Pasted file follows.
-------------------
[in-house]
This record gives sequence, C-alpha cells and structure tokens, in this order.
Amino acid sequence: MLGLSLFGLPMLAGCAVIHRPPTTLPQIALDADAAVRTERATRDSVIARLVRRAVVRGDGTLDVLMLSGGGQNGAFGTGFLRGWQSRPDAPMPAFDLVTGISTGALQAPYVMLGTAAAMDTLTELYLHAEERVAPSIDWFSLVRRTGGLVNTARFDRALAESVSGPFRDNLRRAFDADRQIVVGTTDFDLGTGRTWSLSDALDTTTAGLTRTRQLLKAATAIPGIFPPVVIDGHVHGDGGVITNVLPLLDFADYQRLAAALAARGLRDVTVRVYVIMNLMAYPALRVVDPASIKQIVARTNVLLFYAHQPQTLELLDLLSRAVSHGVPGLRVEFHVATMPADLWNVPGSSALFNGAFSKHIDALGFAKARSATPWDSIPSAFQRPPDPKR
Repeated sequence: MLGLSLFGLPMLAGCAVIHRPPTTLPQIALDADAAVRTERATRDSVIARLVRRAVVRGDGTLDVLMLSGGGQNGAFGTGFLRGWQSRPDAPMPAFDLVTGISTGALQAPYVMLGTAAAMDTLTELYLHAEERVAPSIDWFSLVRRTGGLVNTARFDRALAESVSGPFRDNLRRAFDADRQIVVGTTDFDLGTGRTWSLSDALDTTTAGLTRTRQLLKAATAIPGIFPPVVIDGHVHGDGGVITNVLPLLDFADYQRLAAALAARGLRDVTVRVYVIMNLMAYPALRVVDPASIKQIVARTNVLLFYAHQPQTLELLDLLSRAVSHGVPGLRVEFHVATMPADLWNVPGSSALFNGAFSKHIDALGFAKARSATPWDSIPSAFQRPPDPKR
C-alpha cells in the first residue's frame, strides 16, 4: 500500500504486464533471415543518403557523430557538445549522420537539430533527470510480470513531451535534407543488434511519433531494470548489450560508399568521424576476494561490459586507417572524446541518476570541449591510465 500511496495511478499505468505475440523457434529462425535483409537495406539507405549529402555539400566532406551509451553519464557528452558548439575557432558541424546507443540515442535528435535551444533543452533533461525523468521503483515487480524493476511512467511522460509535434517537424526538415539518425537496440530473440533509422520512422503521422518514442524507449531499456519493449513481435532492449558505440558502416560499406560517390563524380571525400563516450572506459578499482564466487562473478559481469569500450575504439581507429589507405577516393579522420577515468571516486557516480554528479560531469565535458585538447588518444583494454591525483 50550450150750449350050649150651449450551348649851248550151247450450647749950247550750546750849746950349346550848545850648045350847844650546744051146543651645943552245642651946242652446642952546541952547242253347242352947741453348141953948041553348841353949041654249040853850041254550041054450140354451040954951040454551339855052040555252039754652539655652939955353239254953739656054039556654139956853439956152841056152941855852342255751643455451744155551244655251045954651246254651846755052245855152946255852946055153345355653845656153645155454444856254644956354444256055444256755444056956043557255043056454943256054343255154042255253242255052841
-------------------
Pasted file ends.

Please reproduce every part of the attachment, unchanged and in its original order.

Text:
[in-house]
This record gives sequence, C-alpha cells and structure tokens, in this order.
Amino acid sequence: MLGLSLFGLPMLAGCAVIHRPPTTLPQIALDADAAVRTERATRDSVIARLVRRAVVRGDGTLDVLMLSGGGQNGAFGTGFLRGWQSRPDAPMPAFDLVTGISTGALQAPYVMLGTAAAMDTLTELYLHAEERVAPSIDWFSLVRRTGGLVNTARFDRALAESVSGPFRDNLRRAFDADRQIVVGTTDFDLGTGRTWSLSDALDTTTAGLTRTRQLLKAATAIPGIFPPVVIDGHVHGDGGVITNVLPLLDFADYQRLAAALAARGLRDVTVRVYVIMNLMAYPALRVVDPASIKQIVARTNVLLFYAHQPQTLELLDLLSRAVSHGVPGLRVEFHVATMPADLWNVPGSSALFNGAFSKHIDALGFAKARSATPWDSIPSAFQRPPDPKR
Repeated sequence: MLGLSLFGLPMLAGCAVIHRPPTTLPQIALDADAAVRTERATRDSVIARLVRRAVVRGDGTLDVLMLSGGGQNGAFGTGFLRGWQSRPDAPMPAFDLVTGISTGALQAPYVMLGTAAAMDTLTELYLHAEERVAPSIDWFSLVRRTGGLVNTARFDRALAESVSGPFRDNLRRAFDADRQIVVGTTDFDLGTGRTWSLSDALDTTTAGLTRTRQLLKAATAIPGIFPPVVIDGHVHGDGGVITNVLPLLDFADYQRLAAALAARGLRDVTVRVYVIMNLMAYPALRVVDPASIKQIVARTNVLLFYAHQPQTLELLDLLSRAVSHGVPGLRVEFHVATMPADLWNVPGSSALFNGAFSKHIDALGFAKARSATPWDSIPSAFQRPPDPKR
C-alpha cells in the first residue's frame, strides 16, 4: 500500500504486464533471415543518403557523430557538445549522420537539430533527470510480470513531451535534407543488434511519433531494470548489450560508399568521424576476494561490459586507417572524446541518476570541449591510465 500511496495511478499505468505475440523457434529462425535483409537495406539507405549529402555539400566532406551509451553519464557528452558548439575557432558541424546507443540515442535528435535551444533543452533533461525523468521503483515487480524493476511512467511522460509535434517537424526538415539518425537496440530473440533509422520512422503521422518514442524507449531499456519493449513481435532492449558505440558502416560499406560517390563524380571525400563516450572506459578499482564466487562473478559481469569500450575504439581507429589507405577516393579522420577515468571516486557516480554528479560531469565535458585538447588518444583494454591525483 50550450150750449350050649150651449450551348649851248550151247450450647749950247550750546750849746950349346550848545850648045350847844650546744051146543651645943552245642651946242652446642952546541952547242253347242352947741453348141953948041553348841353949041654249040853850041254550041054450140354451040954951040454551339855052040555252039754652539655652939955353239254953739656054039556654139956853439956152841056152941855852342255751643455451744155551244655251045954651246254651846755052245855152946255852946055153345355653845656153645155454444856254644956354444256055444256755444056956043557255043056454943256054343255154042255253242255052841